MINNEAPOLIS — Minneapolis mayor Jacob Frey requested the support of the Minnesota National Guard and instituted a curfew to bring an end to unrest in downtown Minneapolis, after rumors surrounding a shooting prompted looting and destruction.
The curfew was in effect until 6 a.m. on Thursday morning.
Earlier Wednesday evening, police said a suspect in an earlier Minneapolis homicide case appeared to shoot and kill himself near Nicollet Mall.
Police chief Medaria Arradondo said officers were not involved in any deadly use of force, despite rumors circulating on social media.
Footage from city surveillance cameras was shown to reporters which appeared to show the man taking his own life.
KARE 11 initially posted the video online in order to dispel rumors and for the sake of transparency, but has now taken it down as the immediate public safety concern has passed.
"This is a tragic incident for all involved," Minneapolis Mayor Jacob Frey said in a news conference. "What our city needs right now is healing, we do not need destruction, we do not need property damage. That is not acceptable and it will not be tolerated."
"I will not allow more trauma to a city still grieving from May 25," Chief Arradondo said, referencing the death of George Floyd under the knee of a Minneapolis officer, and unrest that followed. "We will clear out downtown. For those who choose to cause violence you will be arrested. This is my city, we will not tolerate that."
"What we're calling for right now is peace," Frey said, asking people to return to their homes.
Arradondo said one officer was injured while responding to the unrest. The chief estimated there may have been as many as 500 people downtown at one point. Arradondo said he's received reports of broken windows and "shoplifting," but did not have an early damage estimate.
However, the Minneapolis curfew did not immediately put an end to the destruction. Around 11:30 p.m., KARE 11 reporter Deevon Rahming observed a fire at Brit's Pub on Nicollet Mall.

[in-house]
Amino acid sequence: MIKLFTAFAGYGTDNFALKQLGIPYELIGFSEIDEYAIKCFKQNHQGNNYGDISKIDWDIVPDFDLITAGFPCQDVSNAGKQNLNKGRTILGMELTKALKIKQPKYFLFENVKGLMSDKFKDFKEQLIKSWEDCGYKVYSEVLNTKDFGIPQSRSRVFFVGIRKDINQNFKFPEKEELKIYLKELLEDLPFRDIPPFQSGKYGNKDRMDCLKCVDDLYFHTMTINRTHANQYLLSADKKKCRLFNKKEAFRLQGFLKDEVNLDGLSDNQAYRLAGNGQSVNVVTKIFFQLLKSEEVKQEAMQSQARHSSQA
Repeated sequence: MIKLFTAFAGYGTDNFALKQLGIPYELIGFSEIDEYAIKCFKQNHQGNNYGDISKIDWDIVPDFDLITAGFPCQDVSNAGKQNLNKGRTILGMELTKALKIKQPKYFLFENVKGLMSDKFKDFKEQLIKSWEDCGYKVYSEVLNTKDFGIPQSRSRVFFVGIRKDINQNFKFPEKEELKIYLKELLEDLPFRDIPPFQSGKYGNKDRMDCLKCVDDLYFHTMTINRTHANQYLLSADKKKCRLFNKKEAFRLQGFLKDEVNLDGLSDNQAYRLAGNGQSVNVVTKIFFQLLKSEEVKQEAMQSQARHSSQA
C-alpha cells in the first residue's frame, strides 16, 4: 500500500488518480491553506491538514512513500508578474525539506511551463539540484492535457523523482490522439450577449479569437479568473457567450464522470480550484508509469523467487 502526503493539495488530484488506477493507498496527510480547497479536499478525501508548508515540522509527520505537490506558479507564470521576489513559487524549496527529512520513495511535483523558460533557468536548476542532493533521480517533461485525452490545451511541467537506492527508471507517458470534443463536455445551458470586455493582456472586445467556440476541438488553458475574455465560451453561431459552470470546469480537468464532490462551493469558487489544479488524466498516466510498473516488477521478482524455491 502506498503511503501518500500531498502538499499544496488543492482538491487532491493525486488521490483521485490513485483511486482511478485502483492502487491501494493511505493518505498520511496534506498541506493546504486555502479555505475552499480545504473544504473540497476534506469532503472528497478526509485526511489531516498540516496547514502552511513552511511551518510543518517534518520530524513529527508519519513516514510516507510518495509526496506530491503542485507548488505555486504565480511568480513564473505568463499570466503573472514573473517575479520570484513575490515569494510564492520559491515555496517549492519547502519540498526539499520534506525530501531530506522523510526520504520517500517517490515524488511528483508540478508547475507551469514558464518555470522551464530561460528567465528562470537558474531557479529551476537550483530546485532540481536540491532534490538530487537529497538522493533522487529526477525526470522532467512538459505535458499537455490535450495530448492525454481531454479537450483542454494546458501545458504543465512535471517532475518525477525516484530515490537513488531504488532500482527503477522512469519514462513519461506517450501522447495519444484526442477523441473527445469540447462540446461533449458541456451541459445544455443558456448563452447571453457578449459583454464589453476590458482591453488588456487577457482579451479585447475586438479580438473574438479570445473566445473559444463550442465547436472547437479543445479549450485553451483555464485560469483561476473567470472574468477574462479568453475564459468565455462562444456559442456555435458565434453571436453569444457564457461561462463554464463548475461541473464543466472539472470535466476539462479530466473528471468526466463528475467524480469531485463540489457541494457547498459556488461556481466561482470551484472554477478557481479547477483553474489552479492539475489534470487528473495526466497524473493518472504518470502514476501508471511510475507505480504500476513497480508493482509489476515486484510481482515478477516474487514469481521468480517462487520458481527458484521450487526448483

About 20 minutes later, KARE 11's Lou Raguse reported the fire appeared to be out.
The incident that sparked the initial rumors happened around 8 p.m. Wednesday.
Police spokesman John Elder said it appeared a homicide suspect saw officers approaching him in downtown Minneapolis, then turned into a doorway near 8th and Nicollet, where he allegedly placed a gun to his chin and shot himself. Elder said officers then approached, slid the gun away, removed the man's backpack, turned him over and began CPR.
The man was pronounced dead at the scene. His identity has not been released.
Elder said the surveillance video was quickly released to the media in order to quell rumors. He said MPD was able to release this video from city cameras immediately because officers were not involved in any use of force. Had that been the case, Elder said all video would have been turned over to the BCA.
Police believed the man had been involved in an earlier shooting death inside a parking ramp near North 10th Street and Currie Avenue earlier Wednesday afternoon.
Crowds began gathering near the scene immediately following the shooting. KARE 11 crews witnessed looting at some downtown businesses, as police formed a line of squad cars to try to stop the unrest.
Governor Tim Walz mobilized the Minnesota National Guard and the State Patrol to help restore order in downtown Minneapolis.
The State Patrol said it was mobilizing about 150 troopers to downtown Minneapolis, including its Mobile Field Force and Special Response Team.
The National Guard deployment is set to include members of a military police unit, the governor said.
"Minneapolis, it’s time to heal. We must rebuild and recover. Dangerous, unlawful behavior will not be tolerated. The State Patrol is headed to Minneapolis to help restore order. I remain in close contact with the city and every state resource stands ready to help bring peace," Walz said in his tweet.
"Not just Minnesota, but as a nation, this pain continues on," Gov. Walz said in a late night news conference, referencing feelings of racial injustice and calls for reform. "(That's) not going to be fixed by violence and looting Target."
Minneapolis Mayor Jacob Frey thanked the Governor and called for healing in a series of tweets.
Due to the police activity and unrest downtown, Metro Transit said Blue Line light rail service was suspended for the night starting at 10:30 p.m. until further notice. Just after 5:30 a.m. Thursday, Metro Transit tweeted that bus and train service had resumed serving downtown Minneapolis.
By 2 a.m., things had quieted down in downtown Minneapolis and near Nicollet Mall, although law enforcement was still patrolling the area.